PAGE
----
This advice applies no matter what illness you are suffering and it applies to healthy people too because we never know what our “tipping point” will be. Pesticides like glyphosate can compromise and might shut down our sulfation pathway in the body. This can lead to cancer which is why I recommend organic foods. GMOs are foods whose DNA is genetically altered in a way that could never happen naturally. This is much different than hybrids which are cross pollinated in a way that can occur in nature. That is why many people call GMOs Frankenfoods. The bulk of corn and soy in this country is genetically engineered or GMO which is why I avoid eating them because the truth is very little study has been done on these foods to determine the long term affects  on our health. Processed foods often contain chemicals, flavorings, colorings, and can have added sugar and salt that aren’t good for us. There are ways to prepare healthier options that are quick and easy so choose wisely. For instance adding some fresh squeezed lemon and raw honey to a glass of water is much more refreshing and uplifting than adding a scoop of sugary powdered lemonade mix and it’s healthier too. So I recommend eating like your life and health depends on it because it does.

Yours in Health,


Betsy

Tuesday, February 7, 2017

Caregivers



Caregivers for the chronically ill are truly special people. I’ve heard countless stories of those who became disabled only to have their significant other leave them. But there are also many more that stay and take on this important role. But caregivers can also be a parent, sibling, friend and/or neighbor and to those people I say thank you for all that you do for your loved one. I can’t emphasize enough how important it is to have someone support us in our fight to regain our health. The chronically ill are warriors but having support in our battles lightens the load for us.

Having been the caregiver for my family in the past it’s very difficult to relinquish that role to someone else. It’s hard to admit even to myself that there are things I can no longer do.  I fought it for a long time right up until I fell and broke my hip a couple years ago and wound up in a wheelchair. I’m back on my feet now but only because I use a walker. I miss having that role but I do my best to help out when and however I can.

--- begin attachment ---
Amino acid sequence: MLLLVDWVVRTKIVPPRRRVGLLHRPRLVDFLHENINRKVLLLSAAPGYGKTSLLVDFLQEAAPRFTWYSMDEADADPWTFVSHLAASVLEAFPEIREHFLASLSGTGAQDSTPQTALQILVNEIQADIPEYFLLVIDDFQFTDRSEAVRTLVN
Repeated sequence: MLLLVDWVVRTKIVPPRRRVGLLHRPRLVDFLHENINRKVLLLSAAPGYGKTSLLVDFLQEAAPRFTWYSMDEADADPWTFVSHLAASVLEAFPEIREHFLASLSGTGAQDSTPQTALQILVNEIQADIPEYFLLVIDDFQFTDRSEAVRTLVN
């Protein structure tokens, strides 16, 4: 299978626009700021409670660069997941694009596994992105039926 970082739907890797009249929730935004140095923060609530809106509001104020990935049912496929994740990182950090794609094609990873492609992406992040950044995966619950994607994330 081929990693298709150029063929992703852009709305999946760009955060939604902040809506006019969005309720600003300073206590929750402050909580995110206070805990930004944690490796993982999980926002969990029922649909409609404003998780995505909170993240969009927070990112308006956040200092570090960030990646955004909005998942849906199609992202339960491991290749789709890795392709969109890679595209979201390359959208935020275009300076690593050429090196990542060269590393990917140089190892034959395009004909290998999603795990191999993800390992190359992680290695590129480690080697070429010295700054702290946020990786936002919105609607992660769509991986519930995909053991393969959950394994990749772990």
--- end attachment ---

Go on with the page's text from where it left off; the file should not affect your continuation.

Recently I went away for a couple of days because we were invited to stay with another couple in a similar situation as ours. The wife has health issues not too unlike my own and the two husbands are our caretakers. Like me the wife was very athletic and capable. We both had very similar interests before our health issues took those from us. Both of us were injured by medical professionals but the circumstances are very different. Our spouses on the other hand are still very active and can do all the things we used to do with them. So the two husbands were able to leave for the day to go skiing and I’m happy they had the opportunity to do so. You see it’s important for caregivers to get away now and then and live their life too. They need a break to have fun and enjoy activities that those of us that are ill or disabled can no longer do. I used to call it a mental health day when I would take time out of my routine to do something like going skiing and I think caretakers need that time off too.

As a former caregiver I see both sides of this situation. I miss the days when I could be the one taking care of others. I’m sure that many like me do too. I also see how important it is for my husband to get a break from the routine to do something fun now and then so I do my best to give him those opportunities. I tip my hat to the caregivers of this world especially those that care for a chronically ill loved one. Thank you doesn’t seem to be adequate in this instance for all that they do for their loved ones. But I thank you from the bottom of my heart.


Betsy

Friday, January 13, 2017

Friday The 13th



I first learned about the superstition behind Friday the 13th when I was a little girl. I remember coming home from school and telling my Dad that the following day was going to be bad and that I was frightened. He replied to me that it was just a superstition and that he believed each day was what you made of it. He told me that he’d always looked at Friday’s that fell on the 13th as good days and that your luck was what you made it to be. In other words it’s all a matter of perspective and that your outlook would determine the type of day you would have.

This simple conversation with my father changed my perspective and when the following day passed uneventfully and was actually a good day it changed how I came to view this superstitious day as well. From there on out I have always thought of Friday the 13th as a good day and I haven’t been disappointed. I have my dad to thank for that. His positive outlook created a positive feeling for me as well.